Why the US government wants Americans to eat more cheese

The USDA said today that it will buy $20 million worth of cheese to donate to food banks and pantries in an effort to help America's struggling dairy producers.

Sue Pischke/Herald-ReporterTimes/AP
A 3-year-old from St. Cloud, Wis., carries aged cheddar cheese as he helps his mom buy cheese inside the store at Henning's Wisconsin Cheese in rural Kiel. The US government purchased 11 million pounds of cheese to help alleviate woes of dairy farmers struggling under a growing surplus, the USDA announced on Wednesday.

To help out America’s dairy industry by clearing out some of its surplus of cheese, a 30-year record, the U.S. Department of Agriculture on Wednesday said it would buy $20 million worth of the ripened milk curds to donate to food banks and pantries across the country.

That’s about 11 million pounds of cheese from a stockpile producers have been sitting on for several years, losing about 35 percent of their revenues.

The reason for the glut is that cheesemakers ramped up production a couple of years ago when high prices and opportunities to sell abroad seemed sound. At the time, the US was flush with grain, which lowered the cost for farmers to feed their livestock. This encouraged many of them to expand production by buying more milk-producing cows and building bigger barns.

But then the value of the dollar grew as the euro sank, so fewer international buyers wanted to buy American dairy. The economic conditions in the European Union also have caused dairy prices there to plummet, along with demand. This means European producers have been sending tons of cheap cheese, butter, and other dairy products here.

"Now we have a lot of products looking for a home in a smaller number of places," Shayle Shagam, a livestock analyst with the USDA, told The Wall Street Journal in May.

So the USDA has stepped in to help. Its purchase makes up less than 1 percent of the 1.3 billion pounds of mostly cheddar and mozzarella that's currently in storage in America, as NPR reports. But it also will give out $11.2 million in financial assistance to dairy producers.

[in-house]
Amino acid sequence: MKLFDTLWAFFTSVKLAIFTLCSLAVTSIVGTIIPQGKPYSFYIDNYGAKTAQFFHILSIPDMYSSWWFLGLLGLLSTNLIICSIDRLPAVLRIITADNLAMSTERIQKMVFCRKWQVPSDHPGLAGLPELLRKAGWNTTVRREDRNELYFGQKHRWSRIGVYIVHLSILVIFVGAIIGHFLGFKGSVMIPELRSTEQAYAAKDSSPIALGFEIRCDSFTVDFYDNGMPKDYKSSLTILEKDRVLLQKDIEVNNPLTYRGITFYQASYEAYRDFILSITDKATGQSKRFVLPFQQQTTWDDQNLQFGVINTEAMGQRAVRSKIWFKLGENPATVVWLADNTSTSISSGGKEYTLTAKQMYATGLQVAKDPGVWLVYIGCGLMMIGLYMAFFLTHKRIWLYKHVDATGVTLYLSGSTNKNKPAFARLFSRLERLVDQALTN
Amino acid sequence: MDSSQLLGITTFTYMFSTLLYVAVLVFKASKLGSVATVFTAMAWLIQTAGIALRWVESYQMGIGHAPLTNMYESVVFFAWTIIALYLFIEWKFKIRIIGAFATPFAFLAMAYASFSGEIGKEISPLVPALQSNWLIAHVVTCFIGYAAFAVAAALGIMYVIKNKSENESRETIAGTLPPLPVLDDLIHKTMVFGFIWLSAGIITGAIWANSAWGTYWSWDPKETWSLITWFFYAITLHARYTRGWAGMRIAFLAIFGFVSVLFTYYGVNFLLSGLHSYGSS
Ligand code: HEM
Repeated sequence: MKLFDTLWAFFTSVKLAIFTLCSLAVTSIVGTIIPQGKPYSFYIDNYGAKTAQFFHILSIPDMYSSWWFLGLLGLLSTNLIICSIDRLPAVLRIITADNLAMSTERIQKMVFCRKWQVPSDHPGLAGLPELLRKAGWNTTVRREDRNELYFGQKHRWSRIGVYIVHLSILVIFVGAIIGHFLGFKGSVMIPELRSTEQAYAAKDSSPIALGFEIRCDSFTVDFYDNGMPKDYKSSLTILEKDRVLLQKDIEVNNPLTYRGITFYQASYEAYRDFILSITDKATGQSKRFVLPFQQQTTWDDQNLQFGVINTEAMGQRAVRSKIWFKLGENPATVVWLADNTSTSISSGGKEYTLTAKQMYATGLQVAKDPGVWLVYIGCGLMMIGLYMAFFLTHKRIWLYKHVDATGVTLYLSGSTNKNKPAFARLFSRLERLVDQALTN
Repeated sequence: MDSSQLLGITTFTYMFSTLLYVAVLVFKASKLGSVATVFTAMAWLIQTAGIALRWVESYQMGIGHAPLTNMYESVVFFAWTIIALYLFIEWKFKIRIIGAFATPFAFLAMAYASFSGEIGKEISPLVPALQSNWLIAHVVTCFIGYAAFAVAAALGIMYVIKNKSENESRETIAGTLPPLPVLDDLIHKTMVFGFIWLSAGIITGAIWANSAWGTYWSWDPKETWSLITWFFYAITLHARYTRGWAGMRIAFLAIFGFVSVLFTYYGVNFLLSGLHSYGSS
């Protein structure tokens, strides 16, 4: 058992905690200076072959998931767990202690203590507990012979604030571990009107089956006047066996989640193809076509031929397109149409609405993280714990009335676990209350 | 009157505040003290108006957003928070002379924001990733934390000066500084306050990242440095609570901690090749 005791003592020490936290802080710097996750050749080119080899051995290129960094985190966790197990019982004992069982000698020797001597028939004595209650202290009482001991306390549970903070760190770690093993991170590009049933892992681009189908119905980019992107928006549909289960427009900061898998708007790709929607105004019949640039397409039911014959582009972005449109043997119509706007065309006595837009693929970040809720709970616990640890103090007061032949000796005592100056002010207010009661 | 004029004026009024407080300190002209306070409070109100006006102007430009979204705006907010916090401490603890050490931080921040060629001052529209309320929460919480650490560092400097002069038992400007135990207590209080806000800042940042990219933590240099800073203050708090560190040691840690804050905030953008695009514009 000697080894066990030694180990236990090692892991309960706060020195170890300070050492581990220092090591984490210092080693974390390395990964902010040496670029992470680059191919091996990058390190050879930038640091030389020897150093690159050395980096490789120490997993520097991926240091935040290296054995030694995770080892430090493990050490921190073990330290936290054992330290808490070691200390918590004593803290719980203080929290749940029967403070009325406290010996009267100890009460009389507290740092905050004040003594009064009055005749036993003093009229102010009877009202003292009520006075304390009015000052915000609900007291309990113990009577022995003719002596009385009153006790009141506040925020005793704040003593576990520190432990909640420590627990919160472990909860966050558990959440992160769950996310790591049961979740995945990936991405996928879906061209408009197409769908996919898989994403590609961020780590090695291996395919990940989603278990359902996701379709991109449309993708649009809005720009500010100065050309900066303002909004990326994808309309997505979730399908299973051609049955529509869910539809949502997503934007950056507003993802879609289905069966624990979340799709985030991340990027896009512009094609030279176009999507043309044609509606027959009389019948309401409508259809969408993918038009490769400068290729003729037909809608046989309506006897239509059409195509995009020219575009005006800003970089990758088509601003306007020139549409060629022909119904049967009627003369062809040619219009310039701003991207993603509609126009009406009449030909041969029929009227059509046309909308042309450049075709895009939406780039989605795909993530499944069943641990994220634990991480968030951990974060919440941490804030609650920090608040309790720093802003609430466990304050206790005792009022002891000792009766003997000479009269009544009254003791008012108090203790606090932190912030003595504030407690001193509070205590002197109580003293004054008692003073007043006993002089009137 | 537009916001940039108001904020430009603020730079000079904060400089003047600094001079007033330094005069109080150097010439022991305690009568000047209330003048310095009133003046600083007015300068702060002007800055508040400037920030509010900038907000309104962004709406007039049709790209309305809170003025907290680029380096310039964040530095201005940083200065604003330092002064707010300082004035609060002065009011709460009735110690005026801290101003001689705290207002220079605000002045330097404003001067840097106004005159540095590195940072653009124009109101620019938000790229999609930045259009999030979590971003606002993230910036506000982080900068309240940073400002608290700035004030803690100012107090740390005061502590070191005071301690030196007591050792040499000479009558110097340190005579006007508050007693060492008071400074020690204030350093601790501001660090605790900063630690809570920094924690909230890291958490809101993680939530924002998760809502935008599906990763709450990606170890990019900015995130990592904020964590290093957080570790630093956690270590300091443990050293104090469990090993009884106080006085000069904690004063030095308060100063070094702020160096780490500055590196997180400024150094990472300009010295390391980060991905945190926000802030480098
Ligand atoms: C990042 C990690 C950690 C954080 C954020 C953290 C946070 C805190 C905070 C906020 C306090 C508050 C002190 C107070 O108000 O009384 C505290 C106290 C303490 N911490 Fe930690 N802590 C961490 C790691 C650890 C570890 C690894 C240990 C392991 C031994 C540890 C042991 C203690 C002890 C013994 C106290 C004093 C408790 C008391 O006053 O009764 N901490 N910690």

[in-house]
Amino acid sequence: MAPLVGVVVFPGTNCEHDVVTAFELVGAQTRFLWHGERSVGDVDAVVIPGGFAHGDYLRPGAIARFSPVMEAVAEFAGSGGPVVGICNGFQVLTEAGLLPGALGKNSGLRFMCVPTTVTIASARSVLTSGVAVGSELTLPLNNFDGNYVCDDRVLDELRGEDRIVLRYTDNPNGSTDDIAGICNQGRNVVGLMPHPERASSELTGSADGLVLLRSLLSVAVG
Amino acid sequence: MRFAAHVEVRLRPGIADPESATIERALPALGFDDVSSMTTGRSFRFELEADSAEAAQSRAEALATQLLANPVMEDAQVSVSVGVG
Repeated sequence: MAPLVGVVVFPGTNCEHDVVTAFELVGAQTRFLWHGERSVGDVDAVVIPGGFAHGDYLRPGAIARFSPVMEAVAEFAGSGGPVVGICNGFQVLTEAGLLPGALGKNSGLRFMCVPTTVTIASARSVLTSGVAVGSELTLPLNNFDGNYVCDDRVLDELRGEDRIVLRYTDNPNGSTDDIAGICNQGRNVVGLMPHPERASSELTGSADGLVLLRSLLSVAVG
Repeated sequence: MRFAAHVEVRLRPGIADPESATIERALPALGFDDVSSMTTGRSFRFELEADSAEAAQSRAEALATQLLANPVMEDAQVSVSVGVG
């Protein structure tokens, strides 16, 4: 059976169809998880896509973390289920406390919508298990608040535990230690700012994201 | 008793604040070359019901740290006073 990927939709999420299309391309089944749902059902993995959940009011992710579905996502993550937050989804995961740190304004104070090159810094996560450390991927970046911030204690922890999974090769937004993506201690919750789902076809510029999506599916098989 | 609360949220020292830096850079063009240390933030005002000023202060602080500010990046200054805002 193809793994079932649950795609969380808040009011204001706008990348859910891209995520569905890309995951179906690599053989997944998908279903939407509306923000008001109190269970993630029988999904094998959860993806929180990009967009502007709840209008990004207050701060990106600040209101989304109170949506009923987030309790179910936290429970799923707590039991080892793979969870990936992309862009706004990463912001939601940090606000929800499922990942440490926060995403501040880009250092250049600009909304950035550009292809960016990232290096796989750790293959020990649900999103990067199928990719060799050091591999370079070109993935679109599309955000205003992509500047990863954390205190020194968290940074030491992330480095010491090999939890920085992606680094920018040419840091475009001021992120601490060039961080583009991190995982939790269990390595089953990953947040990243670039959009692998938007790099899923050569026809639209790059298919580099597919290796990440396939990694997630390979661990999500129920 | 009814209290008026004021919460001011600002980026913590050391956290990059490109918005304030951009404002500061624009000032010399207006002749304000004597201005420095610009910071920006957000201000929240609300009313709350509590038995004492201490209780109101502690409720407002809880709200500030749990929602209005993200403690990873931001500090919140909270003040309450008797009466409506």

This is not the first time the US government has stepped in to support the cheese industry. In the 1980s the government supported milk prices by buying huge amounts of dairy products. To deal with a surplus at that time, the US produced a processed cheese blended from several varieties that came to be known as "government cheese." It was distributed to welfare, food stamp, and Social Security recipients for free.

“At a time when American families are under increasing financial pressure, their government cannot sit by and watch millions of pounds of food turn to waste,” said then-President Ronald Reagan in 1981.

It’s not only the government that has the power to help clear out today’s glut, though. American consumers can help by eating an extra 3 pounds of cheese this year, the Journal estimates.

You've read  of  free articles. Subscribe to continue.

Dear Reader,

About a year ago, I happened upon this statement about the Monitor in the Harvard Business Review – under the charming heading of “do things that don’t interest you”:

“Many things that end up” being meaningful, writes social scientist Joseph Grenny, “have come from conference workshops, articles, or online videos that began as a chore and ended with an insight. My work in Kenya, for example, was heavily influenced by a Christian Science Monitor article I had forced myself to read 10 years earlier. Sometimes, we call things ‘boring’ simply because they lie outside the box we are currently in.”

If you were to come up with a punchline to a joke about the Monitor, that would probably be it. We’re seen as being global, fair, insightful, and perhaps a bit too earnest. We’re the bran muffin of journalism.

But you know what? We change lives. And I’m going to argue that we change lives precisely because we force open that too-small box that most human beings think they live in.

The Monitor is a peculiar little publication that’s hard for the world to figure out. We’re run by a church, but we’re not only for church members and we’re not about converting people. We’re known as being fair even as the world becomes as polarized as at any time since the newspaper’s founding in 1908.

We have a mission beyond circulation, we want to bridge divides. We’re about kicking down the door of thought everywhere and saying, “You are bigger and more capable than you realize. And we can prove it.”

If you’re looking for bran muffin journalism, you can subscribe to the Monitor for $15. You’ll get the Monitor Weekly magazine, the Monitor Daily email, and unlimited access to CSMonitor.com.